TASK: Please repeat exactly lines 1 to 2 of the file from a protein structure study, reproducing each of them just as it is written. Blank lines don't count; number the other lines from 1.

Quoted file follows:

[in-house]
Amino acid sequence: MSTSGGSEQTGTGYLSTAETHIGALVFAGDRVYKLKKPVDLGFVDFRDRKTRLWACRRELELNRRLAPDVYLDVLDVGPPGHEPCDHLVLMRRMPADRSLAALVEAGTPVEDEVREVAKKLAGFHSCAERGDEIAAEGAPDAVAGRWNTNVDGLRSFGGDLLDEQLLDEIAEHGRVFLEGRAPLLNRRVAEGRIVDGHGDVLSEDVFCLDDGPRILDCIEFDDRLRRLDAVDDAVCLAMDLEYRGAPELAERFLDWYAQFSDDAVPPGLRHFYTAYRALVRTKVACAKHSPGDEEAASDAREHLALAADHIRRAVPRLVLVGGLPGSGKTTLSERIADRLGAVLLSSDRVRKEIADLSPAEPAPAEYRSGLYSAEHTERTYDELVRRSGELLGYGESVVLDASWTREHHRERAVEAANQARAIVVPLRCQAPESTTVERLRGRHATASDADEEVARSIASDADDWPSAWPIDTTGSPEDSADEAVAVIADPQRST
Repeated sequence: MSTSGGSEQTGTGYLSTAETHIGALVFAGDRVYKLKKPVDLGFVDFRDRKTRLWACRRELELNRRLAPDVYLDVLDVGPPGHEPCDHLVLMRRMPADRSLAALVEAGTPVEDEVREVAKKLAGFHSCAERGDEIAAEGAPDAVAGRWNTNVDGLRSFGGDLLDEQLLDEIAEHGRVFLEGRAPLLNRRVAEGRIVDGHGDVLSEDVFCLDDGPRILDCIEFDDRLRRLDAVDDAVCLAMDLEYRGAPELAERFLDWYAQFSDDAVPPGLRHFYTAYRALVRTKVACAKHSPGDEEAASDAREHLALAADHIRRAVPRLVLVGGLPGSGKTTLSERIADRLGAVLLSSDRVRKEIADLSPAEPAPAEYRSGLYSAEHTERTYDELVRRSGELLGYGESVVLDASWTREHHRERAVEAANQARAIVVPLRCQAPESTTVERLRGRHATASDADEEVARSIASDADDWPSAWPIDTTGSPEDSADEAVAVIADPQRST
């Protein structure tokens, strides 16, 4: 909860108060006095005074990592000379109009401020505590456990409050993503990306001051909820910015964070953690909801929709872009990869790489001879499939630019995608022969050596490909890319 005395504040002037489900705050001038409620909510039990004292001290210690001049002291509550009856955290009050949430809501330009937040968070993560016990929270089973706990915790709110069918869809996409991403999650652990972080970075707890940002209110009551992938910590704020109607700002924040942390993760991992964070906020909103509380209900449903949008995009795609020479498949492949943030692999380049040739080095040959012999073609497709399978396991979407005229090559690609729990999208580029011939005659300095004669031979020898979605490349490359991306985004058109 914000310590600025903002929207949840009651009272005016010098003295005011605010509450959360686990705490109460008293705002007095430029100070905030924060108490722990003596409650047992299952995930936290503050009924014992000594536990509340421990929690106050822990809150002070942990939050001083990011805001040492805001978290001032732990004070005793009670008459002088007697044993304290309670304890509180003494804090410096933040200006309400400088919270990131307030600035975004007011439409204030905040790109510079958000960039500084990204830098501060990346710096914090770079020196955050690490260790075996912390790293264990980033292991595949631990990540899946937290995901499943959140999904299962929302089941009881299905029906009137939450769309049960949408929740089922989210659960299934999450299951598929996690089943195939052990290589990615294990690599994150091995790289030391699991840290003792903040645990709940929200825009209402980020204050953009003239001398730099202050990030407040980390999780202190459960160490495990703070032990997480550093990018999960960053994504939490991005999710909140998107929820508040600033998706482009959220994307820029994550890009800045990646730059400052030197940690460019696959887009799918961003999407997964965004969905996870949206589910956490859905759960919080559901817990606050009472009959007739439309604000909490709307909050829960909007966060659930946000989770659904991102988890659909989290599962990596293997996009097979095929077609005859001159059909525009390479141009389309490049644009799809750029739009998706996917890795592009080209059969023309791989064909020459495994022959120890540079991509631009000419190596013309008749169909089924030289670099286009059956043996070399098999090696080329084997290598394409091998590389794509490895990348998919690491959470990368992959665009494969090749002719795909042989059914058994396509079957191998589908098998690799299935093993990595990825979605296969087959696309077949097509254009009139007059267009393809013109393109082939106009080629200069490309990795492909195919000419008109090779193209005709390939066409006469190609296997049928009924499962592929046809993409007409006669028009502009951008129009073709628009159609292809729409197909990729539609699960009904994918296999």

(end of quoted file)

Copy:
[in-house]
Amino acid sequence: MSTSGGSEQTGTGYLSTAETHIGALVFAGDRVYKLKKPVDLGFVDFRDRKTRLWACRRELELNRRLAPDVYLDVLDVGPPGHEPCDHLVLMRRMPADRSLAALVEAGTPVEDEVREVAKKLAGFHSCAERGDEIAAEGAPDAVAGRWNTNVDGLRSFGGDLLDEQLLDEIAEHGRVFLEGRAPLLNRRVAEGRIVDGHGDVLSEDVFCLDDGPRILDCIEFDDRLRRLDAVDDAVCLAMDLEYRGAPELAERFLDWYAQFSDDAVPPGLRHFYTAYRALVRTKVACAKHSPGDEEAASDAREHLALAADHIRRAVPRLVLVGGLPGSGKTTLSERIADRLGAVLLSSDRVRKEIADLSPAEPAPAEYRSGLYSAEHTERTYDELVRRSGELLGYGESVVLDASWTREHHRERAVEAANQARAIVVPLRCQAPESTTVERLRGRHATASDADEEVARSIASDADDWPSAWPIDTTGSPEDSADEAVAVIADPQRST